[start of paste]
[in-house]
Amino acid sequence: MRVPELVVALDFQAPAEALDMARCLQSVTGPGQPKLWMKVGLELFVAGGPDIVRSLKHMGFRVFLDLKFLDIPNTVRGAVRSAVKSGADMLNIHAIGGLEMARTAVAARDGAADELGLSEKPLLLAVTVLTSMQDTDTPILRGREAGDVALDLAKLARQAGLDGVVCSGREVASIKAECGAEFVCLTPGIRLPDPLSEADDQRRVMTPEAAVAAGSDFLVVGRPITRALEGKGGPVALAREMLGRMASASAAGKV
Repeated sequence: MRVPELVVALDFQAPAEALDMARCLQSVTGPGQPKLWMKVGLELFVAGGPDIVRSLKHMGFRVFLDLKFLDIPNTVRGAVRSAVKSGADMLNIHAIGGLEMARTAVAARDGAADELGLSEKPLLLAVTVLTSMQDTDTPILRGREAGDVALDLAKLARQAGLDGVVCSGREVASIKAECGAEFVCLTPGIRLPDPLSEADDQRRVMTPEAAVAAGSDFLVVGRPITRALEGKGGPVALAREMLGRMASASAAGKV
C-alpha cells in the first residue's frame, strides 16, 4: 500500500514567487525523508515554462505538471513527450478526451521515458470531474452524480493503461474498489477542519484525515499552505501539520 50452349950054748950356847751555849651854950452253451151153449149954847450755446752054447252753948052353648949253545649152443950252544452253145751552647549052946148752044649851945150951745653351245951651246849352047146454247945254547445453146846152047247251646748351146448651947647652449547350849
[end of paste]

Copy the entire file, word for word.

[in-house]
Amino acid sequence: MRVPELVVALDFQAPAEALDMARCLQSVTGPGQPKLWMKVGLELFVAGGPDIVRSLKHMGFRVFLDLKFLDIPNTVRGAVRSAVKSGADMLNIHAIGGLEMARTAVAARDGAADELGLSEKPLLLAVTVLTSMQDTDTPILRGREAGDVALDLAKLARQAGLDGVVCSGREVASIKAECGAEFVCLTPGIRLPDPLSEADDQRRVMTPEAAVAAGSDFLVVGRPITRALEGKGGPVALAREMLGRMASASAAGKV
Repeated sequence: MRVPELVVALDFQAPAEALDMARCLQSVTGPGQPKLWMKVGLELFVAGGPDIVRSLKHMGFRVFLDLKFLDIPNTVRGAVRSAVKSGADMLNIHAIGGLEMARTAVAARDGAADELGLSEKPLLLAVTVLTSMQDTDTPILRGREAGDVALDLAKLARQAGLDGVVCSGREVASIKAECGAEFVCLTPGIRLPDPLSEADDQRRVMTPEAAVAAGSDFLVVGRPITRALEGKGGPVALAREMLGRMASASAAGKV
C-alpha cells in the first residue's frame, strides 16, 4: 500500500514567487525523508515554462505538471513527450478526451521515458470531474452524480493503461474498489477542519484525515499552505501539520 50452349950054748950356847751555849651854950452253451151153449149954847450755446752054447252753948052353648949253545649152443950252544452253145751552647549052946148752044649851945150951745653351245951651246849352047146454247945254547445453146846152047247251646748351146448651947647652449547350849